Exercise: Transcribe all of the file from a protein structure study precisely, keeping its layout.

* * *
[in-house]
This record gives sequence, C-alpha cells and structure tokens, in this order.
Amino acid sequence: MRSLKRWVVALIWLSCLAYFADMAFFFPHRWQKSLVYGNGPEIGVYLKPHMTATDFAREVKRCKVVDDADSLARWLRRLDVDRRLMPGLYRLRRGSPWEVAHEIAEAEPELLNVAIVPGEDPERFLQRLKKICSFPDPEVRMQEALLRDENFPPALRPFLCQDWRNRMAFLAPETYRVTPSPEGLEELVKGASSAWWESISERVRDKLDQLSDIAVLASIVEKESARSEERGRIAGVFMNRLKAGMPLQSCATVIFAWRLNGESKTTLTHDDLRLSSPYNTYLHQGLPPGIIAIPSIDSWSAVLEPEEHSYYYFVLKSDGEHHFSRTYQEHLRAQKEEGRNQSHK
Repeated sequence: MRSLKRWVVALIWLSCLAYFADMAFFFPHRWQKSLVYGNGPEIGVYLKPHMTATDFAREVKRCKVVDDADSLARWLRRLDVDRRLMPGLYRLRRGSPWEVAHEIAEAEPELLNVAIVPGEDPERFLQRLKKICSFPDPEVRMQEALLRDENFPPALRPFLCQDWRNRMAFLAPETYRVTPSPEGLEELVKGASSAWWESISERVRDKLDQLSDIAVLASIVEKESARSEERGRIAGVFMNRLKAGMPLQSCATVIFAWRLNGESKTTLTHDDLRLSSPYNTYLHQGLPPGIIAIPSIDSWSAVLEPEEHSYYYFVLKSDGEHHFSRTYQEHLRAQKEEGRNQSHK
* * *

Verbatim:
[in-house]
This record gives sequence, C-alpha cells and structure tokens, in this order.
Amino acid sequence: MRSLKRWVVALIWLSCLAYFADMAFFFPHRWQKSLVYGNGPEIGVYLKPHMTATDFAREVKRCKVVDDADSLARWLRRLDVDRRLMPGLYRLRRGSPWEVAHEIAEAEPELLNVAIVPGEDPERFLQRLKKICSFPDPEVRMQEALLRDENFPPALRPFLCQDWRNRMAFLAPETYRVTPSPEGLEELVKGASSAWWESISERVRDKLDQLSDIAVLASIVEKESARSEERGRIAGVFMNRLKAGMPLQSCATVIFAWRLNGESKTTLTHDDLRLSSPYNTYLHQGLPPGIIAIPSIDSWSAVLEPEEHSYYYFVLKSDGEHHFSRTYQEHLRAQKEEGRNQSHK
Repeated sequence: MRSLKRWVVALIWLSCLAYFADMAFFFPHRWQKSLVYGNGPEIGVYLKPHMTATDFAREVKRCKVVDDADSLARWLRRLDVDRRLMPGLYRLRRGSPWEVAHEIAEAEPELLNVAIVPGEDPERFLQRLKKICSFPDPEVRMQEALLRDENFPPALRPFLCQDWRNRMAFLAPETYRVTPSPEGLEELVKGASSAWWESISERVRDKLDQLSDIAVLASIVEKESARSEERGRIAGVFMNRLKAGMPLQSCATVIFAWRLNGESKTTLTHDDLRLSSPYNTYLHQGLPPGIIAIPSIDSWSAVLEPEEHSYYYFVLKSDGEHHFSRTYQEHLRAQKEEGRNQSHK